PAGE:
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  2. Passing the Baton – Speaking Out for Communities
  3. Photographing Indigenous Movements for 30+ Years | Huang Tzu-Ming

Written by Kuo Po-Jiun; Photo credits: Huang Tzu-Ming, Huang Jiang-Bing; Translated by Ker Nai-Yu


INDIGENOUS SIGHT 2021-06-24

May These Images Become the Window to Getting to Know the Society

Images may not eventually change the society, but we give it the chance to be seen, to influence some people, and such is the value of news report.

 

As a non-indigenous photographer who has all the updates on various indigenous friends, his mobile phone is filled with messages of recent conversations. Huang Tzu-Ming has been photographing indigenous issues for over 30 years. He has thousands of pictures describing the development of indigenous peoples and how much he cares. 

 

A photojournalist from Tainan, Huang Tzu-Ming originally worked as a product designer. Later on, to help out a friend, he briefly joined a magazine publisher to help out with photography. He never out down the camera since. After working in a financial magazine publisher for a while, he grew increasingly tired of commercial photography and instead became attracted to what was happening to this land. He learned of the on-going protest against the Tongpu grave-digging incident then and visited the site with his camera, an event that forever changed his impression of indigenous peoples. 

 

Before his photographing of indigenous movements, Huang Tzu-Ming knew nothing about indigenous peoples. It was when he gained firsthand knowledge of their demands did he really understand the oppression and discrimination indigenous peoples face. “Taiwan society used extremely chauvinistic, the older generation used to tell us that indigenous peoples are ‘barbaric’ and we didn't know any better. After I started working, and later on learning of their demands, I can't help but wonder ‘how could the government treat them so brutally?’” Huang Tzu-Ming recalls his disbelief. 

 

Seeing is Believing,

Feeling that Strong Psychological impact

 

“April 3, 1987, indigenous peoples from Tongpu traveled north to Bo’ai Special Zone to march in protest, I marched with them carrying my camera, it was something we wouldn’t have imagined doing during the martial law period.” Even after 30 years, Huang Tzu-Ming still recalls vividly what happened that day. January the following year, the newspaper ban was lifted, Huang Tzu-Ming left the magazine publisher and joined the Independence Morning and Evening News, mainly interviewing political and social movement events, which engaged him in a series of indigenous peoples’ protests from 1980s to 1990s.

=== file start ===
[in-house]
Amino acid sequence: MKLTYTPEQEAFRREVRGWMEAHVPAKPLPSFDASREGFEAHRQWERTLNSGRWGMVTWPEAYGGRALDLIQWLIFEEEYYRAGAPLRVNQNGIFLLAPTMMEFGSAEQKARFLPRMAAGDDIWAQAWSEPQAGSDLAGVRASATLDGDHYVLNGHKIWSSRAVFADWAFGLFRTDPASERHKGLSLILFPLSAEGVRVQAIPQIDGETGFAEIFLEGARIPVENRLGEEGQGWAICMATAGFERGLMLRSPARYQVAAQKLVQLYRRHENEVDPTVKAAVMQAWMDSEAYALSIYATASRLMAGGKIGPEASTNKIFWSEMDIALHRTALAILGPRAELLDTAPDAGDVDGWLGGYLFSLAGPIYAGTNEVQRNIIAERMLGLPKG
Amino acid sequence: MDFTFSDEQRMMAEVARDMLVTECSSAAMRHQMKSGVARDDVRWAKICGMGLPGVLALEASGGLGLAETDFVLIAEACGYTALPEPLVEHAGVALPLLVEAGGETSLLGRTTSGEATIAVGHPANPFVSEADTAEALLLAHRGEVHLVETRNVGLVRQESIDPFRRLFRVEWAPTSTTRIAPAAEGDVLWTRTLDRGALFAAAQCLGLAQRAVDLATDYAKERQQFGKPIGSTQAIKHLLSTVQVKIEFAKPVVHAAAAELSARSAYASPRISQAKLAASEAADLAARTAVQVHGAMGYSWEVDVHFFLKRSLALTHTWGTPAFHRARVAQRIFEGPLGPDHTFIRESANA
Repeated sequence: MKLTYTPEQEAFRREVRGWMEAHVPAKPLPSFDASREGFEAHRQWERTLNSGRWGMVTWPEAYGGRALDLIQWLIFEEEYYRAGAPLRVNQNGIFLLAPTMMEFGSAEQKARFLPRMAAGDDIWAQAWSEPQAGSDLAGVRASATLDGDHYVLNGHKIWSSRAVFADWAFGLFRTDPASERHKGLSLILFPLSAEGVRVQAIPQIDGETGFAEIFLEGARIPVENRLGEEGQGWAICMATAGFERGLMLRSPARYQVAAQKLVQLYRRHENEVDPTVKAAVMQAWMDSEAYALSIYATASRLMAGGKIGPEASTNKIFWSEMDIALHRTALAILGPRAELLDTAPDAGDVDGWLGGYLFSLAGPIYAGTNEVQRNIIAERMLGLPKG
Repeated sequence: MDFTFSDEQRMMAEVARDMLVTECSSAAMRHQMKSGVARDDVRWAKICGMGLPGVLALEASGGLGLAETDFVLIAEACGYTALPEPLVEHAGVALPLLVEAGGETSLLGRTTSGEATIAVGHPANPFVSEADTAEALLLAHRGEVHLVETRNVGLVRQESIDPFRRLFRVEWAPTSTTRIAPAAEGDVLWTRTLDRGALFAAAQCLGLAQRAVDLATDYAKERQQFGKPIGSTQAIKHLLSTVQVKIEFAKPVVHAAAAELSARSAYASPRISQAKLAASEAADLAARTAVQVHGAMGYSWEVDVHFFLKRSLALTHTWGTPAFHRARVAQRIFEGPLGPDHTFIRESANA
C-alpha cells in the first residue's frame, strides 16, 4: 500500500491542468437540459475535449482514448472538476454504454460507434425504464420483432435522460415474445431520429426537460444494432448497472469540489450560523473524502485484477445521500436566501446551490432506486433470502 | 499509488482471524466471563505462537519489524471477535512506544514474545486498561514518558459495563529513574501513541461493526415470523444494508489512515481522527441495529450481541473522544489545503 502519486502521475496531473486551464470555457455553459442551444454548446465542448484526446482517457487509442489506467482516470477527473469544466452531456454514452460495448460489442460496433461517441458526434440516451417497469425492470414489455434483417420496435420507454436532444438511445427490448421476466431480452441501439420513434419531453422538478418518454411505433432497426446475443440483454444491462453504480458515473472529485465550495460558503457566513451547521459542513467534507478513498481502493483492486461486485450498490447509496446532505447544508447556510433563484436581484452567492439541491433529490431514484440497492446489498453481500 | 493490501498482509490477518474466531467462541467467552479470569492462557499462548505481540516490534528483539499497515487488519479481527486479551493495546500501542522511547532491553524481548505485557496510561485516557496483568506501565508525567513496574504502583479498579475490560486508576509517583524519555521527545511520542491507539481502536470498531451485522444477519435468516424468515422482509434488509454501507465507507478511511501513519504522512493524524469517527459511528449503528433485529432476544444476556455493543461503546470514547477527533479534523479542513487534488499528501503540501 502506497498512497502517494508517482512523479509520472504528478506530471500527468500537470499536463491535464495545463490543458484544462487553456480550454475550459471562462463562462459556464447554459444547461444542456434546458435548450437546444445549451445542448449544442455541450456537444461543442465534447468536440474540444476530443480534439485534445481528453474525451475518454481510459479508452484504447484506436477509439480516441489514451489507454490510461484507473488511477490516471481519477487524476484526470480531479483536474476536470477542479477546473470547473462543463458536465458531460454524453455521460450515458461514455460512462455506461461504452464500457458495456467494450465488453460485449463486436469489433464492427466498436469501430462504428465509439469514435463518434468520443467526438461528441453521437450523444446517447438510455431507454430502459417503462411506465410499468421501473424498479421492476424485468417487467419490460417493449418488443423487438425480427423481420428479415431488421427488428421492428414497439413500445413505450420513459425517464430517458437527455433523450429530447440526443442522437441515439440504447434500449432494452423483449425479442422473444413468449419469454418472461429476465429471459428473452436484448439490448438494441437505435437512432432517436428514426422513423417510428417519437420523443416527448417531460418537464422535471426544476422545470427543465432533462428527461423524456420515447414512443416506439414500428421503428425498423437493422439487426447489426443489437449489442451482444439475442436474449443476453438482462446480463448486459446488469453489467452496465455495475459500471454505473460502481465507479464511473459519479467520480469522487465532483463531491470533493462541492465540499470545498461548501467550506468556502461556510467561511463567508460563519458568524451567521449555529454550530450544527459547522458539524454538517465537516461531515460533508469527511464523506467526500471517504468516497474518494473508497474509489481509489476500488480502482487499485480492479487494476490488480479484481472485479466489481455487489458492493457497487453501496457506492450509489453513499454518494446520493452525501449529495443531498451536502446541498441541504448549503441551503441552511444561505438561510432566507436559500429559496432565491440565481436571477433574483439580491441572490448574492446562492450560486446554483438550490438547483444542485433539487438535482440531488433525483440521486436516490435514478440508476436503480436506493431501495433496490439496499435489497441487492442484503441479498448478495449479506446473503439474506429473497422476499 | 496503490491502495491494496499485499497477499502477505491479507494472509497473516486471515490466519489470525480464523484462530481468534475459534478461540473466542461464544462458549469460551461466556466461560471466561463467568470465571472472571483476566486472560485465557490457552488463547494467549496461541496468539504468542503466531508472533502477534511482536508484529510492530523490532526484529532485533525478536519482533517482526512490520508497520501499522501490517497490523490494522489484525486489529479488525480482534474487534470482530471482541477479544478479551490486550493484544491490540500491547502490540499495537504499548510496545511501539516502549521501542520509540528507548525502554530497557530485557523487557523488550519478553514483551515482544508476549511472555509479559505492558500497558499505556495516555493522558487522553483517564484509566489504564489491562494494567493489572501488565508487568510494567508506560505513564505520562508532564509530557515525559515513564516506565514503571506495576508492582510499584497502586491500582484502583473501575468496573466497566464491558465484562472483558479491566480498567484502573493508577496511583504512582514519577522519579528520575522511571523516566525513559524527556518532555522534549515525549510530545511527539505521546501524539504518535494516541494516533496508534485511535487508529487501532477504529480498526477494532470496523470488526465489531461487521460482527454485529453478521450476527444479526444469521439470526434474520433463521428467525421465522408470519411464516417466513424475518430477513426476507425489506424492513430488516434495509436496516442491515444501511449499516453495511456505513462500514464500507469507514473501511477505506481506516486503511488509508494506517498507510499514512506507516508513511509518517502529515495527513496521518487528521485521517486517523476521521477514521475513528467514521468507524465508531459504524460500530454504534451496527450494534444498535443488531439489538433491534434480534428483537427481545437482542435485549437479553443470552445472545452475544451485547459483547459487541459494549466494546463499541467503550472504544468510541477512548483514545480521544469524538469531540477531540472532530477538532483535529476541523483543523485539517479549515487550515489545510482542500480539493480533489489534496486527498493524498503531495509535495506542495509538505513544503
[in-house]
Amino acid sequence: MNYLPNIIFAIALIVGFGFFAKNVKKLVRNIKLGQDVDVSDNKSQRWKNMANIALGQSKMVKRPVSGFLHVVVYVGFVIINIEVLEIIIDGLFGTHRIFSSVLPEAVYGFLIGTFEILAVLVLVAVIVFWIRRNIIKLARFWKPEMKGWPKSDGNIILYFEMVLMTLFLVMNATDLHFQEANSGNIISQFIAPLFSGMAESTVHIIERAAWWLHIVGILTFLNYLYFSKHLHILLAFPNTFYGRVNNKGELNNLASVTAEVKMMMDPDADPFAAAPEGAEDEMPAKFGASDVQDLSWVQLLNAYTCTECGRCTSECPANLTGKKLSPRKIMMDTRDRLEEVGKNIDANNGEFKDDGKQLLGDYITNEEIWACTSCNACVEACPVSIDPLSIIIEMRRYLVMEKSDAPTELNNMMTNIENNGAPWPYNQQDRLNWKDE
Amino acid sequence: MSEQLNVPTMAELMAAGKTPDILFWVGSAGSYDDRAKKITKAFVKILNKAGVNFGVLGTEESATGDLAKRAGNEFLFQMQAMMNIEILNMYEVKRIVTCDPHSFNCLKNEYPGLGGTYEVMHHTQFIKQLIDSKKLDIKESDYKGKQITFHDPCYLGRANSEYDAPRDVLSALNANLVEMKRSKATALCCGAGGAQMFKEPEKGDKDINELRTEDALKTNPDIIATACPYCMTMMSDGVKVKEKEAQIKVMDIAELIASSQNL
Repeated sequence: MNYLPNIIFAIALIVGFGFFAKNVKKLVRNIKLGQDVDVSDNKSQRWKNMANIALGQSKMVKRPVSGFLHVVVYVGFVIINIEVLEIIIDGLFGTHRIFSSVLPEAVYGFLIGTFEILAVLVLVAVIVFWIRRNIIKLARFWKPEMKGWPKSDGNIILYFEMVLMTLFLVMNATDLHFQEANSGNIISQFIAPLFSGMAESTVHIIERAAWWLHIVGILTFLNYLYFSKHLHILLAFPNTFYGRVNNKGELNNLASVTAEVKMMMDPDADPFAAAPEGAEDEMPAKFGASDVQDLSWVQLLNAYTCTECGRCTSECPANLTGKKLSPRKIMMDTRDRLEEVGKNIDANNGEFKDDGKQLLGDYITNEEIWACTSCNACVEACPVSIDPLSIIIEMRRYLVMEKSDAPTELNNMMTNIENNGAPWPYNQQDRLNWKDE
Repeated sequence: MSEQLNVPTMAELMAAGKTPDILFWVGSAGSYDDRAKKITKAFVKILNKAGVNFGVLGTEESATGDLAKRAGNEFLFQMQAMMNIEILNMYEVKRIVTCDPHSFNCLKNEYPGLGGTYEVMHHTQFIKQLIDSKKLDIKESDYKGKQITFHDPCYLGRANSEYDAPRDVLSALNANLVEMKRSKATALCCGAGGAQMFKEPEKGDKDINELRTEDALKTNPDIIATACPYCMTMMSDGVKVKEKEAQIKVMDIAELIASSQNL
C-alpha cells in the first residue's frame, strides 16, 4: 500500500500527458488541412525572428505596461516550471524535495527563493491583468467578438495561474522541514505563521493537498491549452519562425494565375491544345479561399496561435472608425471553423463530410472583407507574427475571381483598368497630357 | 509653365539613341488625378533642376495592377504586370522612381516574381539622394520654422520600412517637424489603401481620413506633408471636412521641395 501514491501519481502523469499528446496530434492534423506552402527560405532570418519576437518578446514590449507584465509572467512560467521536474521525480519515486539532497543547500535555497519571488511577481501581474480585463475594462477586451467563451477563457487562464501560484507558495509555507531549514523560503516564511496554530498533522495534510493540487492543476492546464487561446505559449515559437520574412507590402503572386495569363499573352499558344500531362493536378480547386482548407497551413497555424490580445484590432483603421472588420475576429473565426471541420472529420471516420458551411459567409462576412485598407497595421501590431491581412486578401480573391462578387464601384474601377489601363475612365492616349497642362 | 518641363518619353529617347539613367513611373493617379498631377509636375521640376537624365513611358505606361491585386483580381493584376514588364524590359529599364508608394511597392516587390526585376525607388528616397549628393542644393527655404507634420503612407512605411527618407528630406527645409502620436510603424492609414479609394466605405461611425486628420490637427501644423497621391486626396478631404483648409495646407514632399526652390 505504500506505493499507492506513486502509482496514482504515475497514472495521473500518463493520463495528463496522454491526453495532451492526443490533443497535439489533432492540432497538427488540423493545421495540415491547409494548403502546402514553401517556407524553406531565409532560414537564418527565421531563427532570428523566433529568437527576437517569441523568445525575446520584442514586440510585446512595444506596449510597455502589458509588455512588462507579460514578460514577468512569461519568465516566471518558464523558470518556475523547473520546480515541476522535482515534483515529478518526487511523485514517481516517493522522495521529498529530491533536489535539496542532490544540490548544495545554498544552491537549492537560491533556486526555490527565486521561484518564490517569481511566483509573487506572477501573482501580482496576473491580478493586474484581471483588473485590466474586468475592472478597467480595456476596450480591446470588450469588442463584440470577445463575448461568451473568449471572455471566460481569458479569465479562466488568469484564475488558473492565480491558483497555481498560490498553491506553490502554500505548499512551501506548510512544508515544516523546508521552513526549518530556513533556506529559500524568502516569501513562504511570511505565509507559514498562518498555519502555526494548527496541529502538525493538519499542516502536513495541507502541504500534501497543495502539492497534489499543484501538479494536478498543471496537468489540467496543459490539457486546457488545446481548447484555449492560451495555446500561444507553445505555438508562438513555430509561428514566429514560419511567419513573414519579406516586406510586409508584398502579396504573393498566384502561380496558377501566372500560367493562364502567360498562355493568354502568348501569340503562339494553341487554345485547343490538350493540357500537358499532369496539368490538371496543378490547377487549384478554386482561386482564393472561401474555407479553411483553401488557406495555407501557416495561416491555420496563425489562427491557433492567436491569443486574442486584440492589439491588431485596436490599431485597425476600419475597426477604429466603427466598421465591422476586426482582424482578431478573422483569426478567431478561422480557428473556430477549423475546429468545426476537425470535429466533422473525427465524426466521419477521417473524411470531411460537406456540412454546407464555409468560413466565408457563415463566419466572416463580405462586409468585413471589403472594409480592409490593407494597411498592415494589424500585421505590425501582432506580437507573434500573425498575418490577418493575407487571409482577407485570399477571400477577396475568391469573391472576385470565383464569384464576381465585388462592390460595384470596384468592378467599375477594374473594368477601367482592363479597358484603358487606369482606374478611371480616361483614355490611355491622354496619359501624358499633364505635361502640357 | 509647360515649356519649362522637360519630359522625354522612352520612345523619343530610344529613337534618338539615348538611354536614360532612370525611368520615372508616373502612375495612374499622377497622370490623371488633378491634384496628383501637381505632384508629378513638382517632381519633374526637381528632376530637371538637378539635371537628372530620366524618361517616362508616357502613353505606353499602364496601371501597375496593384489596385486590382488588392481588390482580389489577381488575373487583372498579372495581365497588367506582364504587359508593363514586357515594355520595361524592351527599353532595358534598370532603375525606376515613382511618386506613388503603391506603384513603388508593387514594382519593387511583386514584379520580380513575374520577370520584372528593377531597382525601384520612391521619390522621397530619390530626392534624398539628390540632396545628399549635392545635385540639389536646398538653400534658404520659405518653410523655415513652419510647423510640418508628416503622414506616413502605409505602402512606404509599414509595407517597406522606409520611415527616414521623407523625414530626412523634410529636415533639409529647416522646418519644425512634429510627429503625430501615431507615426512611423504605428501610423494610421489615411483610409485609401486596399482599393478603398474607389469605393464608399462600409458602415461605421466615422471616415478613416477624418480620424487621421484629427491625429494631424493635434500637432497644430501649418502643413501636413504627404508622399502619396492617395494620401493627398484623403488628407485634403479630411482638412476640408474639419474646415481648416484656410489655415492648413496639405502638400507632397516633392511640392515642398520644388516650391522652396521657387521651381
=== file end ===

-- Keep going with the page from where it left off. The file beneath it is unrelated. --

Huaxi Street March against Child Prostitution, Give Back Our Lands Movement, Nuclear Waste on Orchid Island..., turning on the computer, images from these indigenous movements are all organized with individual files, properly stored in his laptop. “I don't see myself on some mission of justice, work just so happens allows me to get up and close to these issues and record images on site, if they can be seen by others or create some kind of influence, that gives this news report its value,” says Huang Tzu-Ming. 

 

Huang Tzu-Ming has taken part in countless events and taken more photographs than he could count, what left him with the biggest impression was the relocation of Huatung Community in Xizhi at the end of 1990s. Huatung Community was the largest urban indigenous community in north Taiwan. The government expropriated the land to build a switching yard for Taiwan High Speed Rail, while over 200 households faced forced demolition of houses and relocation. January 4, 2000, was the deadline for house demolition, Huang Tzu-Ming arrived early at the scene to take photographs. The remaining residents invited him to join them for breakfast, and drink rice wine and chat. After breakfast, Hai-Lun, one of the residents, personally set fire to his own house. 

 

The houses in Huatung Community were built by these people single-handedly, they would rather destroy the houses themselves than have the government demolish them. “I stood there watching them burn their house down, smelt the thick smoke. Can you imagine that kind of psychological impact?” recalling the ending of this forced relocation movement, Huang Tzu-Ming’s eyes darkened. 

 

Huang Tzu-Ming documents the process of Pangcah youth troupe learning traditional crafts at Ziqiang Community in Taichung and photographs the tattoos of their indigenous names on their arms.

 

Are We Passers-By,

Or can We Become Friends?